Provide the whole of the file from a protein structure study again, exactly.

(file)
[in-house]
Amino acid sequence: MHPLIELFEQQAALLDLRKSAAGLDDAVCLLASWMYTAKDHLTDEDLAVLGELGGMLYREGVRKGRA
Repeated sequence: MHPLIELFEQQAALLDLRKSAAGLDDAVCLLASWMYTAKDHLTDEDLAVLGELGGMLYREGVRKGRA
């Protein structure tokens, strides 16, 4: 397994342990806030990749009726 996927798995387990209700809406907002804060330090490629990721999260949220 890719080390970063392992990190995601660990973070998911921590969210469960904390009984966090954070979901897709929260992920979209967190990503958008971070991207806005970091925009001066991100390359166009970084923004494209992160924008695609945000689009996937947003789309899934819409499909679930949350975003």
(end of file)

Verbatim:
[in-house]
Amino acid sequence: MHPLIELFEQQAALLDLRKSAAGLDDAVCLLASWMYTAKDHLTDEDLAVLGELGGMLYREGVRKGRA
Repeated sequence: MHPLIELFEQQAALLDLRKSAAGLDDAVCLLASWMYTAKDHLTDEDLAVLGELGGMLYREGVRKGRA
């Protein structure tokens, strides 16, 4: 397994342990806030990749009726 996927798995387990209700809406907002804060330090490629990721999260949220 890719080390970063392992990190995601660990973070998911921590969210469960904390009984966090954070979901897709929260992920979209967190990503958008971070991207806005970091925009001066991100390359166009970084923004494209992160924008695609945000689009996937947003789309899934819409499909679930949350975003």